Joint EULAR and ACR recommendations for best practice in polymyalgia rheumatica

Steroids are the best option for patients with polymyalgia rheumatica.


Polymyalgia rheumatica is an inflammatory condition that causes pain and stiffness in the muscles, usually around the upper arms, shoulders, neck and hips or thighs. The stiffness is worse in the mornings and can severely limit movement and activities. The cause of polymyalgia rheumatic is not known, but it is a fairly common condition that develops most commonly in people aged 60–70 years, and more often in women than men. The condition is usually treated with painkillers or steroid medicines. Recommendations give advice to doctors and patients about the best way to treat and manage particular diseases. They are written by a group of experts based on the most-up to date evidence.


Until now there has been wide variation in how people with polymyalgia rheumatica have been treated. These recommendations aim to help to standardise the care that people receive and support doctors in making decisions.


Two well-respected societies – EULAR (European League Against Rheumatism) and ACR (American College of Rheumatology) – worked together to develop these recommendations. The authors performed a search of all the literature published on polymyalgia rheumatica and then used a pre-defined methodology to develop each individual point to say whether they were in favour of or against a particular medicine or intervention that might be offered to a patient.


The recommendations are listed below. Overall, the recommendations say that it is important to assess each patient holistically, looking at their demographics, disease severity, co-morbidities and risk factors for side effects from steroids, as well as taking into account patient preference and choice. The authors emphasise that it is important to make sure that the diagnosis of polymyalgia rheumatica is confirmed properly before beginning to use steroids, starting with low doses of up to 25 mg. Steroids can cause side effects such as diabetes and osteoporosis (bone loss and fractures) so it is important not to take higher doses than are needed. Patients should receive education on their condition and be given specific exercises to do as well as access to a helpline where they can get advice. Anti-inflammatory painkillers should not be used. Instead, a single daily dose of steroids should be given. Early use of medicines such as methotrexate may be recommended for people with very severe disease, or those who get no response from steroids or cannot use them. Biologic medicines are not recommended in polymyalgia rheumatica.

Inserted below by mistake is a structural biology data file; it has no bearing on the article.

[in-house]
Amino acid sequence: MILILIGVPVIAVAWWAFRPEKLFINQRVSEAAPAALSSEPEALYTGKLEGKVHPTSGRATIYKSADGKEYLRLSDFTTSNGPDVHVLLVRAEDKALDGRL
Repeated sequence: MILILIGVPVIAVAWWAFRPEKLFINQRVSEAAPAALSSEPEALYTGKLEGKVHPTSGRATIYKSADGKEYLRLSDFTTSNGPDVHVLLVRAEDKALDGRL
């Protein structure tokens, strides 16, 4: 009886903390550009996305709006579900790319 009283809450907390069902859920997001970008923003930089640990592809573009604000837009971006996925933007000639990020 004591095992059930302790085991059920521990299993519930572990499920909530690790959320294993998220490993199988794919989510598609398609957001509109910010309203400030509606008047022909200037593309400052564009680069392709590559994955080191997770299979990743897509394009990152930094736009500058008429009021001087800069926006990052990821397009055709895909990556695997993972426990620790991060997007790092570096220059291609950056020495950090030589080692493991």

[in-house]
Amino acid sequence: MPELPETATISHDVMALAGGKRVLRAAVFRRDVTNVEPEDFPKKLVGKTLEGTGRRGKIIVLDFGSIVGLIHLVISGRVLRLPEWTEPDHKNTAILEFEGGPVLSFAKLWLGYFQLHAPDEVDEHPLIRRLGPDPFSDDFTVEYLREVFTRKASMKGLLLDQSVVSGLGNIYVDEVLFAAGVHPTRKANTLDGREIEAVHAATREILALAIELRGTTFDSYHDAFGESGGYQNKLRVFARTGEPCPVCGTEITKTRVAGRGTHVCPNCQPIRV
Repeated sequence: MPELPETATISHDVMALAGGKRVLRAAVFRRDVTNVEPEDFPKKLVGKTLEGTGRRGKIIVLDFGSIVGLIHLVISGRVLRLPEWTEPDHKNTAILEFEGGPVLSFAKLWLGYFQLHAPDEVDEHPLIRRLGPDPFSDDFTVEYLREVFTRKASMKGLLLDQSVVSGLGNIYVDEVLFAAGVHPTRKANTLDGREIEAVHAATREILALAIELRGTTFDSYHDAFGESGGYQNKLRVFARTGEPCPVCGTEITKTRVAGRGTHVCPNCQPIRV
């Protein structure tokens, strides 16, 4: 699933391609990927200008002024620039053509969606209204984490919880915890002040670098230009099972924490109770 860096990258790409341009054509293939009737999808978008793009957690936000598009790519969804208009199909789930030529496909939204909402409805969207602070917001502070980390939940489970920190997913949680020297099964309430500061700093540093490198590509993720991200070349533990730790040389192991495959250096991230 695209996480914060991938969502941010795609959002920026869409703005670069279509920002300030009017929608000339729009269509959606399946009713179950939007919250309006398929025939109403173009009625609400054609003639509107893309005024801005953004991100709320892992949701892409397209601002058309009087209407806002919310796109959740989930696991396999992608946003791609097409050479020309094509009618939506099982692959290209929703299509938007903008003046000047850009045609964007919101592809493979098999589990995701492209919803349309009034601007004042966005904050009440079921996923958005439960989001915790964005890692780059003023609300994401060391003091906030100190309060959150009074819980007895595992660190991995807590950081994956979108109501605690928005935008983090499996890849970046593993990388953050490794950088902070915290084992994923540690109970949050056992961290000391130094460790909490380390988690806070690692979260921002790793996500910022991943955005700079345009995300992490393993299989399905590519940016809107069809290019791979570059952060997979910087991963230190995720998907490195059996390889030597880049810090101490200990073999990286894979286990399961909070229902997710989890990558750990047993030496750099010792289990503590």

1. Use steroids rather than anti-inflammatory painkillers, except where short-term pain relief is needed for other conditions
2. Use the lowest possible dose of steroid
3. Higher doses of steroid may be used as needed in patients with high risk of recurring disease and a low risk of side effects from the steroids
4. The dose of steroid should be reduced once symptoms are better and patients monitored
5. Steroid injections can be considered instead of oral steroids where needed
6. Daily oral steroids should be given in a single dose
7. Methotrexate may be considered in severe disease or for patients who get no response from steroids or cannot use them
8. Biologic medicines such as TNF-inhibitors should not be used
9. An exercise programme may help to maintain muscle mass and function
10. Chinese herbal preparations should not be used


In 2010 the British Society of Rheumatology (BSR) published recommendations on polymyalgia rheumatica. But this is the first time that EULAR and the ACR have worked together to give a recommendation on management of any rheumatic disease (previous joint projects have looked mainly at disease criteria). These recommendations use new evidence to build on the earlier BSR ones.


The most important limitation of this project is the lack of good trials in polymyalgia rheumatica. It is also possible that the methodology used to write the recommendations is not suitable for assessing very rare outcomes and events.


These recommendations will be used by doctors to tailor treatments for their patients and help to achieve the best possible outcomes from care. The recommendations are only advice, and they may be adapted by different countries according to how local healthcare systems are set up. The authors would like to see polymyalgia rheumatica given the same standard of care as rheumatoid arthritis. More studies are being planned to investigate polymyalgia rheumatica, and these recommendations will be updated in about 3 years based on any new evidence that has emerged.


These recommendations should ensure better treatment for patients with polymyalgia rheumatica. A more cautious use of steroids and better monitoring and assessment should help to reduce any side effects. If you are taking painkillers for your polymyalgia rheumatic, you may wish to talk to your doctor about alternative treatments that might help you.

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Date summary prepared: October 2015

From: Dejaco, C. et al. 2015 Recommendations for the management of polymyalgia rheumatica: A European League Against Rheumatism/American College of Rheumatology collaborative initiative. Ann Rheum Dis 2015;74:1799–1807. doi:10.1136/annrheumdis-2015-207492

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